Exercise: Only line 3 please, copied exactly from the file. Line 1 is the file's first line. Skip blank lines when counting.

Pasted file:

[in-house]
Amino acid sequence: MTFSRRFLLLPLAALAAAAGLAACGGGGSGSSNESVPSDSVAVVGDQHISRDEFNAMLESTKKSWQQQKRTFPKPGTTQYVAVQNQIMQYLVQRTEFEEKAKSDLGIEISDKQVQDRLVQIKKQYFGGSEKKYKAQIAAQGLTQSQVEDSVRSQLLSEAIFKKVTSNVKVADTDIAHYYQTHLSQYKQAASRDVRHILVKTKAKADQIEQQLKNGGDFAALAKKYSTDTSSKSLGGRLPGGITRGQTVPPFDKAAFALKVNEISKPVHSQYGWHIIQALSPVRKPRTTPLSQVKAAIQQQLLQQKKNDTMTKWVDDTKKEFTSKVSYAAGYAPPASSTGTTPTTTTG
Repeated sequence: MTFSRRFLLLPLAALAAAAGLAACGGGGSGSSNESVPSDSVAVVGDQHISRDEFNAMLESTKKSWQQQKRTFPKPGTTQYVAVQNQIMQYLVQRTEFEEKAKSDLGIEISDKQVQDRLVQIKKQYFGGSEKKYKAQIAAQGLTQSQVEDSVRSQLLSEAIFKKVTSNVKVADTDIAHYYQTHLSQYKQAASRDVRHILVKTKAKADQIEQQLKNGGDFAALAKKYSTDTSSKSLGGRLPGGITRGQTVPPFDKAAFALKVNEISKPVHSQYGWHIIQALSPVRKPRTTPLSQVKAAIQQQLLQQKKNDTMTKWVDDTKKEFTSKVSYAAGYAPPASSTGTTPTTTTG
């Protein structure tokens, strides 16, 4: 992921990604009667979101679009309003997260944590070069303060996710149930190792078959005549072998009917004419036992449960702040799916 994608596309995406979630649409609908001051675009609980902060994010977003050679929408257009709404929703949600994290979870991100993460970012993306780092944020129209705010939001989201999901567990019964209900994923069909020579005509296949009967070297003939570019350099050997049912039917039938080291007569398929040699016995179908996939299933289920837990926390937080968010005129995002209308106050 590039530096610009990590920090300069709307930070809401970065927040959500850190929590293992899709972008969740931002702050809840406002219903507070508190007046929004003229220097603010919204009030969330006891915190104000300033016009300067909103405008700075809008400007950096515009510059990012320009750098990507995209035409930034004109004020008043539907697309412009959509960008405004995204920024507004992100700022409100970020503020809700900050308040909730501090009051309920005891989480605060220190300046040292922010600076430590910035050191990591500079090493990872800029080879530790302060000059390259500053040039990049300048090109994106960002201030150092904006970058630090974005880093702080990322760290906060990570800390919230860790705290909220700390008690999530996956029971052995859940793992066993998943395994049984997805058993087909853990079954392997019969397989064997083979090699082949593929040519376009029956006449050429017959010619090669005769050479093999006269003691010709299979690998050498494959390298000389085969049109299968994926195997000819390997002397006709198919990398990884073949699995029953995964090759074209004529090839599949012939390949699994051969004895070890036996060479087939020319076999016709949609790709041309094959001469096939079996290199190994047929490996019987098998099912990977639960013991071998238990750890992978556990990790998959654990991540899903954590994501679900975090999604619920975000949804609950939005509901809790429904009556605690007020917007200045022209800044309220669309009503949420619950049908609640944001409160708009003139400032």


Repeated sequence: MTFSRRFLLLPLAALAAAAGLAACGGGGSGSSNESVPSDSVAVVGDQHISRDEFNAMLESTKKSWQQQKRTFPKPGTTQYVAVQNQIMQYLVQRTEFEEKAKSDLGIEISDKQVQDRLVQIKKQYFGGSEKKYKAQIAAQGLTQSQVEDSVRSQLLSEAIFKKVTSNVKVADTDIAHYYQTHLSQYKQAASRDVRHILVKTKAKADQIEQQLKNGGDFAALAKKYSTDTSSKSLGGRLPGGITRGQTVPPFDKAAFALKVNEISKPVHSQYGWHIIQALSPVRKPRTTPLSQVKAAIQQQLLQQKKNDTMTKWVDDTKKEFTSKVSYAAGYAPPASSTGTTPTTTTG